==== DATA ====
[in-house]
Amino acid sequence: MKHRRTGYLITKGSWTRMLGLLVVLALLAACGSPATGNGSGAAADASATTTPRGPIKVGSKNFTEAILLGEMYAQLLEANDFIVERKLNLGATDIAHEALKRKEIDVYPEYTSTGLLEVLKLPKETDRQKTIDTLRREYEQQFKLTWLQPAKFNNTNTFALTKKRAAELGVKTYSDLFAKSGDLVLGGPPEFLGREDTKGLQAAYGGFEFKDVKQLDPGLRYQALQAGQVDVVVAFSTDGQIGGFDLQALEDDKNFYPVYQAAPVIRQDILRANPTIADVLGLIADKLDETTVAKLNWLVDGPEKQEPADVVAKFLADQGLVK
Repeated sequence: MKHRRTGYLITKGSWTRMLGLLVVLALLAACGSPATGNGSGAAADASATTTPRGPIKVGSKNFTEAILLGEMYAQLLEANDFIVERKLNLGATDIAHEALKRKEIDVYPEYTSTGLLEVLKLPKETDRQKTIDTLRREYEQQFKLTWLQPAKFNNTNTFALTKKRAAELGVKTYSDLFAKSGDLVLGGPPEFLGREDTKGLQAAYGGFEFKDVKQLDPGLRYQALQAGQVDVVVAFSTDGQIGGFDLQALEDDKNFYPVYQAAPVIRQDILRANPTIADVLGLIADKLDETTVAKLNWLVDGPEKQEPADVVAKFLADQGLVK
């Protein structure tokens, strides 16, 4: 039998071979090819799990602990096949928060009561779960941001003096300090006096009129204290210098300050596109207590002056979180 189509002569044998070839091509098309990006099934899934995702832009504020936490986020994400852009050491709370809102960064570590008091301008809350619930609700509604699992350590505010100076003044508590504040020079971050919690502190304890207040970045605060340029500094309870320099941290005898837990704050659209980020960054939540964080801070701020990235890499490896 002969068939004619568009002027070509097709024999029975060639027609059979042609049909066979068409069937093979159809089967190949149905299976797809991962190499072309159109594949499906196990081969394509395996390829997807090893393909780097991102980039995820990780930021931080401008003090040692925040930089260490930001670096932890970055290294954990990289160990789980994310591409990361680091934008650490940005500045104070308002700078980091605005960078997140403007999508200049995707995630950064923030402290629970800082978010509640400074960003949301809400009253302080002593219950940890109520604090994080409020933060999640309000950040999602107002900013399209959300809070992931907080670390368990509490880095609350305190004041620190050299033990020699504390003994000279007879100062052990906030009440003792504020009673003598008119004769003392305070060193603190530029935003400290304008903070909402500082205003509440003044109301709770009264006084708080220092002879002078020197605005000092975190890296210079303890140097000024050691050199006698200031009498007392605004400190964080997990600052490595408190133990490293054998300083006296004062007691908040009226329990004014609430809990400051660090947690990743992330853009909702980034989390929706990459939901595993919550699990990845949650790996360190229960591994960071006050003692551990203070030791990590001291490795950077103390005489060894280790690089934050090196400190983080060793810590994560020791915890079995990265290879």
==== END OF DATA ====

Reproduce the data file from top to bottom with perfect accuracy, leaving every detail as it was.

[in-house]
Amino acid sequence: MKHRRTGYLITKGSWTRMLGLLVVLALLAACGSPATGNGSGAAADASATTTPRGPIKVGSKNFTEAILLGEMYAQLLEANDFIVERKLNLGATDIAHEALKRKEIDVYPEYTSTGLLEVLKLPKETDRQKTIDTLRREYEQQFKLTWLQPAKFNNTNTFALTKKRAAELGVKTYSDLFAKSGDLVLGGPPEFLGREDTKGLQAAYGGFEFKDVKQLDPGLRYQALQAGQVDVVVAFSTDGQIGGFDLQALEDDKNFYPVYQAAPVIRQDILRANPTIADVLGLIADKLDETTVAKLNWLVDGPEKQEPADVVAKFLADQGLVK
Repeated sequence: MKHRRTGYLITKGSWTRMLGLLVVLALLAACGSPATGNGSGAAADASATTTPRGPIKVGSKNFTEAILLGEMYAQLLEANDFIVERKLNLGATDIAHEALKRKEIDVYPEYTSTGLLEVLKLPKETDRQKTIDTLRREYEQQFKLTWLQPAKFNNTNTFALTKKRAAELGVKTYSDLFAKSGDLVLGGPPEFLGREDTKGLQAAYGGFEFKDVKQLDPGLRYQALQAGQVDVVVAFSTDGQIGGFDLQALEDDKNFYPVYQAAPVIRQDILRANPTIADVLGLIADKLDETTVAKLNWLVDGPEKQEPADVVAKFLADQGLVK
């Protein structure tokens, strides 16, 4: 039998071979090819799990602990096949928060009561779960941001003096300090006096009129204290210098300050596109207590002056979180 189509002569044998070839091509098309990006099934899934995702832009504020936490986020994400852009050491709370809102960064570590008091301008809350619930609700509604699992350590505010100076003044508590504040020079971050919690502190304890207040970045605060340029500094309870320099941290005898837990704050659209980020960054939540964080801070701020990235890499490896 002969068939004619568009002027070509097709024999029975060639027609059979042609049909066979068409069937093979159809089967190949149905299976797809991962190499072309159109594949499906196990081969394509395996390829997807090893393909780097991102980039995820990780930021931080401008003090040692925040930089260490930001670096932890970055290294954990990289160990789980994310591409990361680091934008650490940005500045104070308002700078980091605005960078997140403007999508200049995707995630950064923030402290629970800082978010509640400074960003949301809400009253302080002593219950940890109520604090994080409020933060999640309000950040999602107002900013399209959300809070992931907080670390368990509490880095609350305190004041620190050299033990020699504390003994000279007879100062052990906030009440003792504020009673003598008119004769003392305070060193603190530029935003400290304008903070909402500082205003509440003044109301709770009264006084708080220092002879002078020197605005000092975190890296210079303890140097000024050691050199006698200031009498007392605004400190964080997990600052490595408190133990490293054998300083006296004062007691908040009226329990004014609430809990400051660090947690990743992330853009909702980034989390929706990459939901595993919550699990990845949650790996360190229960591994960071006050003692551990203070030791990590001291490795950077103390005489060894280790690089934050090196400190983080060793810590994560020791915890079995990265290879």